History of Nutfield

History of Nutfield2012-10-18T17:25:40+00:00

Nutfield village is situated on the ridge between Redhill and Bletchingley and is mentioned in the 1086 Domesday Book as ‘Notfelle’:

The Countess of Bononia (Boulogne) holds of the King, Notfelle, which Ulwi held of King Edward. It was then assessed at 13 1/2 hides; now at 3 hides. The arable land amounts to 12 carucates. There are 3 carucates in demesne; and twenty-five villains, and ten bordars, with 13 carucates. There is a Church; and ten bondmen; and a mill at 2 shillings; and 10 acres of meadow. It yields 12 swine for herbage. At the time of King Edward it was valued at 13 pounds; afterwards at 10 pounds; now at 15 pounds, of 20 to the ora.”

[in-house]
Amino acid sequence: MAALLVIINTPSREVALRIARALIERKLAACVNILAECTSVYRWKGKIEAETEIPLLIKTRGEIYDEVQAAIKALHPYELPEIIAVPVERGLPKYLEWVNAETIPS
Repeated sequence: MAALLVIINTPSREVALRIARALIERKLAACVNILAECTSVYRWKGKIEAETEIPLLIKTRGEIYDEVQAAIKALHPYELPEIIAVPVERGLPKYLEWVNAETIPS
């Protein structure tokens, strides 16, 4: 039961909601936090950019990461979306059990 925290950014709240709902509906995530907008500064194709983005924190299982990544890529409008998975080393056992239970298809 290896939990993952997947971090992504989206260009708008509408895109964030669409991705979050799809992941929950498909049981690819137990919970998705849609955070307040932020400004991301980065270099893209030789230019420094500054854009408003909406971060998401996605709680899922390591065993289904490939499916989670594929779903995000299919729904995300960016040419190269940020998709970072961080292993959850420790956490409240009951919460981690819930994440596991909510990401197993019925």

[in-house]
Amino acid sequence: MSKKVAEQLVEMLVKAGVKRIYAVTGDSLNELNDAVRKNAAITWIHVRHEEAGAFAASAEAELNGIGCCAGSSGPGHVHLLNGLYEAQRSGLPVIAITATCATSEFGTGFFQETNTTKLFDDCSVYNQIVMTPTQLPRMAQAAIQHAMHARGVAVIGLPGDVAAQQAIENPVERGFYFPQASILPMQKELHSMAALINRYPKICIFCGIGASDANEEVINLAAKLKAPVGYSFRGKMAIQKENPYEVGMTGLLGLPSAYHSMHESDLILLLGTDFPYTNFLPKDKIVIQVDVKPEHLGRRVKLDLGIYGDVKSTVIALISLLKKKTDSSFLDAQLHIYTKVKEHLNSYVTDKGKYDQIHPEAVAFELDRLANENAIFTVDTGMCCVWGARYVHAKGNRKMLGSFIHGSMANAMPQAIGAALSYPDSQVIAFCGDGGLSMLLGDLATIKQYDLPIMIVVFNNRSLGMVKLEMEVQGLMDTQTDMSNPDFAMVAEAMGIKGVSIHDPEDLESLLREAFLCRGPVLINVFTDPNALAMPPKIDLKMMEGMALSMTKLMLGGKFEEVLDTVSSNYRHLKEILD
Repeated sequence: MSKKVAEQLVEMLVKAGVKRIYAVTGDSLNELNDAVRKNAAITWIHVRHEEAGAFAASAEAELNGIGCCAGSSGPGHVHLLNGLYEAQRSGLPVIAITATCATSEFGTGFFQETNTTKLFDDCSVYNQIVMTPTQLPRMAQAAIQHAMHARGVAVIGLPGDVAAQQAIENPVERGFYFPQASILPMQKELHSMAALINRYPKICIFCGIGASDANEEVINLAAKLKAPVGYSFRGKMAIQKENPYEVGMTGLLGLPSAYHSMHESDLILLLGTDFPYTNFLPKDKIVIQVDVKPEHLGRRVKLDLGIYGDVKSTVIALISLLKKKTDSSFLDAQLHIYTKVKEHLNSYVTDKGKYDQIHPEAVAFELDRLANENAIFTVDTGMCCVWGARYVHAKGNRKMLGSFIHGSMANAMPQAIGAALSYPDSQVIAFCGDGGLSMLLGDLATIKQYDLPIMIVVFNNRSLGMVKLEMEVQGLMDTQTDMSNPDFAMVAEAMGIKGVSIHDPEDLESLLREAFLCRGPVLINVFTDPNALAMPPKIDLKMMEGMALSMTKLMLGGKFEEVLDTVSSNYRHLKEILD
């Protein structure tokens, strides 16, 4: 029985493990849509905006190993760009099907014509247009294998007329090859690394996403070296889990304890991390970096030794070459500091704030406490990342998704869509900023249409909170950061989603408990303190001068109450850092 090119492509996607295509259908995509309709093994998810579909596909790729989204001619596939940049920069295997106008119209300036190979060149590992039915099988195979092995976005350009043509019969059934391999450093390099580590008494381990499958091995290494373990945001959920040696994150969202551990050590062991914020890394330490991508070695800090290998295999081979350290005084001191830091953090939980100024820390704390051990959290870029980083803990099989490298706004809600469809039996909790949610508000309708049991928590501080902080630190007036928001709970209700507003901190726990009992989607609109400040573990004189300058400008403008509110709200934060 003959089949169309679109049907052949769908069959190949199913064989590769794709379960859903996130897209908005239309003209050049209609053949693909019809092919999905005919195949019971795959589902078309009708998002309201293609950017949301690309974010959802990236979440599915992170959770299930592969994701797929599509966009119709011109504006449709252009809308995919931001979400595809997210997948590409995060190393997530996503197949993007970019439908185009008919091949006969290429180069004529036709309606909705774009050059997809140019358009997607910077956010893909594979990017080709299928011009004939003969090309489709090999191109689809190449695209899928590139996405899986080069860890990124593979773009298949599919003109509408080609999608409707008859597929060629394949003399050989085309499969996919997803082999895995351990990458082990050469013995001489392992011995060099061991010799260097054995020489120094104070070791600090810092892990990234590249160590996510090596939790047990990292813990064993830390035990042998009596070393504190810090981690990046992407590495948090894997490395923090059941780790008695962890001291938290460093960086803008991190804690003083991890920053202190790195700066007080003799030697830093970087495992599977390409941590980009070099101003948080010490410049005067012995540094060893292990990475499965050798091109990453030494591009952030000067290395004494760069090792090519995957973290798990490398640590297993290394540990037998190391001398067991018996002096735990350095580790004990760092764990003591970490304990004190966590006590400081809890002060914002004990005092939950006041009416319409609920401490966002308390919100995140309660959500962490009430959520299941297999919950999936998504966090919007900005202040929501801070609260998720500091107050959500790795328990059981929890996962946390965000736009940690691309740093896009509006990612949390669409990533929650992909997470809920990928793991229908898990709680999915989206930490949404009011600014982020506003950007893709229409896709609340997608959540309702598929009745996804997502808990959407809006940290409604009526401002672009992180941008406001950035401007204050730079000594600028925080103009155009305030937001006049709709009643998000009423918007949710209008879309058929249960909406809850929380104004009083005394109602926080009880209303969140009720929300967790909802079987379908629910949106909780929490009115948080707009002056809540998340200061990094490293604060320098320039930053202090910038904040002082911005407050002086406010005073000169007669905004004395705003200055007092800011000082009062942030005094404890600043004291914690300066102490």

Carucate: 100 acres of plough land
Hide: 60-100 acres, enough to support the family of a ‘hide’ or mansion

In pre-Roman times, the area was sparsely populated dense forest. During the Roman occupation, it was mainly used for hunting, with scattered villas or hunting lodges. Bletchingley houses the remains of a Roman villa and in 1755, an earthen pot containing almost 900 brass Roman coins was found in Nutfield. Nutfield’s Church of Saint Peter and Paul, also mentioned in the Domesday book, contains a tomb with a Latin epitaph.

It’s fascinating to explore the setting around Robert Denholm House. For example, it could make the ideal environment for a corporate treasure hunt!